My rule of thumb is that when I have to do something for the third time, it's time to either write a little script to automate it, or rethink my approach.
I'm not making a full-blown "tool" at this point, just a little script (usually bash or python; perl would work too, or even PHP) that automates what I did manually before. It's basically an application of the DRY principle (or the Single Source Of Truth principle, which is in essence the same thing) - if you have to change two source files in tandem, there has to be some common truth that they share, and that truth has to be factored out and stored in one central place. It's great if you can solve this internally by refactoring, but sometimes, this isn't feasible, and that's where the custom scripts come in.
Then later, the script may or may not evolve into a full-blown tool, but I usually start out with a very specific script with lots of things hard-coded into it.
I hate grunt work with a passion, but I also strongly believe that it is a sign of bad or incorrect design. Being lazy is an important quality in a programmer, and it better be the kind where you go through great lengths to avoid repetitive work.
Sure, sometimes the balance is negative - you spend three hours refactoring your code or writing a script to save you one hour of repetitive work; but usually, the balance is positive, more so if you consider costs that aren't directly apparent: human failure (humans are really bad at repetitive work), smaller codebase, better maintainability due to reduced redundancy, better self-documentation, faster future development, cleaner code. So even if the balance appears negative right now, the codebase will grow further, and that tool you wrote to generate web forms for three data objects will still work when you have thirty data objects. In my experience, the balance is usually estimated in favor of grunt work, probably because repetitive tasks are easier to estimate and thus under-estimated, while refactoring, automating and abstracting are perceived as less predictable and more dangerous, and thus over-estimated. It usually turns out that automating isn't that hard after all.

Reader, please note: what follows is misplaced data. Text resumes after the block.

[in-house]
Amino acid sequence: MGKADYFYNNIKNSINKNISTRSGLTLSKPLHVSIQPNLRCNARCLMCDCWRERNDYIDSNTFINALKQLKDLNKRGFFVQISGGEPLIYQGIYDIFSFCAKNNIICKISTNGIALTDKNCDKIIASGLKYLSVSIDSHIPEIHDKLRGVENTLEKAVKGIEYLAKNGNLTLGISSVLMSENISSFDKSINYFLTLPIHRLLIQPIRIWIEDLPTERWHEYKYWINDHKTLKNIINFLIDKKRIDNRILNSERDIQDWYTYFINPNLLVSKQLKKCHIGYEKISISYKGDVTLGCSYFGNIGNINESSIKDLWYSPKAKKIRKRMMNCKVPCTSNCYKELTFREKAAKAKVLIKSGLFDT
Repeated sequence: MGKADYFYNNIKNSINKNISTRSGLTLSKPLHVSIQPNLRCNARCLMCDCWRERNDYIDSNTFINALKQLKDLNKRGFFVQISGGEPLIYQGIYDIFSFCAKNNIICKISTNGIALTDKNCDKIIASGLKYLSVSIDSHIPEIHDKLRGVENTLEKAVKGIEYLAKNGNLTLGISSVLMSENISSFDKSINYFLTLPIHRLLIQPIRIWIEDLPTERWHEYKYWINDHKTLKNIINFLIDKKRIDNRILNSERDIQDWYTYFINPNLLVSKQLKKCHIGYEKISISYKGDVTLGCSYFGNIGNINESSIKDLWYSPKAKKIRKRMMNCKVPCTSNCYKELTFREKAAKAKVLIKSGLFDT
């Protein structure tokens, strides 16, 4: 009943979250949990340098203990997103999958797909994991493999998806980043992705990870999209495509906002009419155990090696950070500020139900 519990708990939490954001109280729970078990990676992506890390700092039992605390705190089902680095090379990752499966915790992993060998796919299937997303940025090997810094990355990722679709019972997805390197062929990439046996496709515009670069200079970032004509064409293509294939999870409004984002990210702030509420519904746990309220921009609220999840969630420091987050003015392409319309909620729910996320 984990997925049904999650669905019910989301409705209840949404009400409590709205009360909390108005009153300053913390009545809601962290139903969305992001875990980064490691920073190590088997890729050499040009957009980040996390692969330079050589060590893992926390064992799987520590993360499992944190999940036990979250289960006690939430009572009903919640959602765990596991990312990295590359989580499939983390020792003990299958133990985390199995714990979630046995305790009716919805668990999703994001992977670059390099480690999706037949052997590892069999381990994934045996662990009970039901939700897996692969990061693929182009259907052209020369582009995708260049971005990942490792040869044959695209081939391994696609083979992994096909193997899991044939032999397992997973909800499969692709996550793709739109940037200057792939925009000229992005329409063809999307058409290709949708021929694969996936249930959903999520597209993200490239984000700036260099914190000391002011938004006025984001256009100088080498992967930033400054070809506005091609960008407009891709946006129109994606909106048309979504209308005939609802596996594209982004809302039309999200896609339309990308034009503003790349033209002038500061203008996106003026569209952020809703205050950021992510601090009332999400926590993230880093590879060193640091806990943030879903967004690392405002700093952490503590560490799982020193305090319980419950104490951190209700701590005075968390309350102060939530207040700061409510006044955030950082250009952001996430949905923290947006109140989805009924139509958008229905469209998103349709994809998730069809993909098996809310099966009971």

And then there's the risk of doing it too late: it's easy to refactor three
brand new data object classes into shape and write a script that generates web forms for them, and once you've done that, it's easy to add 27 more classes that also work with your script. But it's close to impossible to write that script when you have reached a point where there are 30 data object classes, each with hand-written web forms, and without any consistency between them (a.k.a. "organic growth"). Maintaining those 30 classes with their forms is a nightmare of repetitive coding and semi-manual search-replace, changing common aspects takes thirty times as long as it should, but writing a script to solve the problem, which would have been a lunch break no-brainer when the project started out is now a frightful two-week project with the dreading prospect of a month-long aftermath consisting of fixing bugs, educating users, and possibly even giving up and reverting to the old codebase. Ironically, writing the 30-class mess took way longer than the clean solution would have, because you could have been riding the convenient script all that time. In my experience, automating repetitive work away too late is one of the major problems in long-running large software projects.